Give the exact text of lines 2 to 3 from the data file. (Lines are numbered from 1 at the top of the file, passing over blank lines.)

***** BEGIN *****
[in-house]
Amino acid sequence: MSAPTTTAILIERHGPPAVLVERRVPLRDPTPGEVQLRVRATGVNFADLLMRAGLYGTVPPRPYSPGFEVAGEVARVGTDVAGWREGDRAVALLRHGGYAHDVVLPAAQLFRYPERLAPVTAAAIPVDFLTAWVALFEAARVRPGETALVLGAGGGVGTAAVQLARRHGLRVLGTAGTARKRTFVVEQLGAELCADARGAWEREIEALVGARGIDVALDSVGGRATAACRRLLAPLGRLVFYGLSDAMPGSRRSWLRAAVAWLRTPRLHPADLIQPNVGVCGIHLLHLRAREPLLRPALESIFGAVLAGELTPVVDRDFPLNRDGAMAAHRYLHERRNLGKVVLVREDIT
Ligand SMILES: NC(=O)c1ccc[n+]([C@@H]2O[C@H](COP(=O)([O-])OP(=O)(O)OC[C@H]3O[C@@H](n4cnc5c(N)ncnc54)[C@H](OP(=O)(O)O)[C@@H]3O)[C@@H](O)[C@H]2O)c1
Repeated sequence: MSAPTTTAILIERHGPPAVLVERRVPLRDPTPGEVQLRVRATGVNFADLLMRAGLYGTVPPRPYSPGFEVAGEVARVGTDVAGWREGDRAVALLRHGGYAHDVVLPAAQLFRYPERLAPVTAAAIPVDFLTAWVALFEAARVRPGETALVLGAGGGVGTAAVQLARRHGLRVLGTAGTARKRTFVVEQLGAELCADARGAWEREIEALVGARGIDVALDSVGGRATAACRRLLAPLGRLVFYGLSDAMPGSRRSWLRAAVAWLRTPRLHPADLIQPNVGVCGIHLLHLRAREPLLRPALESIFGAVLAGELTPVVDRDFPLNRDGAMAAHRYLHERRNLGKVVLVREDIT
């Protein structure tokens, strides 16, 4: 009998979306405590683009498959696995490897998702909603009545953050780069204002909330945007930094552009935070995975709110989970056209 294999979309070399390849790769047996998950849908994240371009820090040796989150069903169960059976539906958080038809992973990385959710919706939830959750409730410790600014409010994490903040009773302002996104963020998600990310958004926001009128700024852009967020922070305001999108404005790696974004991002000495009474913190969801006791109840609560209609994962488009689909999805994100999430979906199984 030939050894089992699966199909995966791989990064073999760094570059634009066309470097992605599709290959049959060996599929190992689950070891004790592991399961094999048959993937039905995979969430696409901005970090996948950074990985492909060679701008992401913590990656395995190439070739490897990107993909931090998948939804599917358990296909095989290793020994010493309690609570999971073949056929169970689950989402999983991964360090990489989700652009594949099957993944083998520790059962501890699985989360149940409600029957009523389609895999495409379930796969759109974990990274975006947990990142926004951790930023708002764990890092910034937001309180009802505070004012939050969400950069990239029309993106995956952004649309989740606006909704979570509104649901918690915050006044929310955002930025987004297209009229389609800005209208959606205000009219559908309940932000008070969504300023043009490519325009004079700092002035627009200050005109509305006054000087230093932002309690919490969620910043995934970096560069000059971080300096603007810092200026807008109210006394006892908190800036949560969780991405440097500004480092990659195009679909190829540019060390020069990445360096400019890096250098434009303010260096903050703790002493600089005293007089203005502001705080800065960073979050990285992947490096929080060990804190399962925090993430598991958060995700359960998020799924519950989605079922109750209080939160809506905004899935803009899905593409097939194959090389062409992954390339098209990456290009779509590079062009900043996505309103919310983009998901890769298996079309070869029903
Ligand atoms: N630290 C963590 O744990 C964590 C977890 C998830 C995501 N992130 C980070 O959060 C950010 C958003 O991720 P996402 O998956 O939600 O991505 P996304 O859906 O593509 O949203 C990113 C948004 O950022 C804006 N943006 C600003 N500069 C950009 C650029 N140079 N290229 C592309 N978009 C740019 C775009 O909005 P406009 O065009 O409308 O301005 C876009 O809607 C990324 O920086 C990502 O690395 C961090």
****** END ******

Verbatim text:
Amino acid sequence: MSAPTTTAILIERHGPPAVLVERRVPLRDPTPGEVQLRVRATGVNFADLLMRAGLYGTVPPRPYSPGFEVAGEVARVGTDVAGWREGDRAVALLRHGGYAHDVVLPAAQLFRYPERLAPVTAAAIPVDFLTAWVALFEAARVRPGETALVLGAGGGVGTAAVQLARRHGLRVLGTAGTARKRTFVVEQLGAELCADARGAWEREIEALVGARGIDVALDSVGGRATAACRRLLAPLGRLVFYGLSDAMPGSRRSWLRAAVAWLRTPRLHPADLIQPNVGVCGIHLLHLRAREPLLRPALESIFGAVLAGELTPVVDRDFPLNRDGAMAAHRYLHERRNLGKVVLVREDIT
Ligand SMILES: NC(=O)c1ccc[n+]([C@@H]2O[C@H](COP(=O)([O-])OP(=O)(O)OC[C@H]3O[C@@H](n4cnc5c(N)ncnc54)[C@H](OP(=O)(O)O)[C@@H]3O)[C@@H](O)[C@H]2O)c1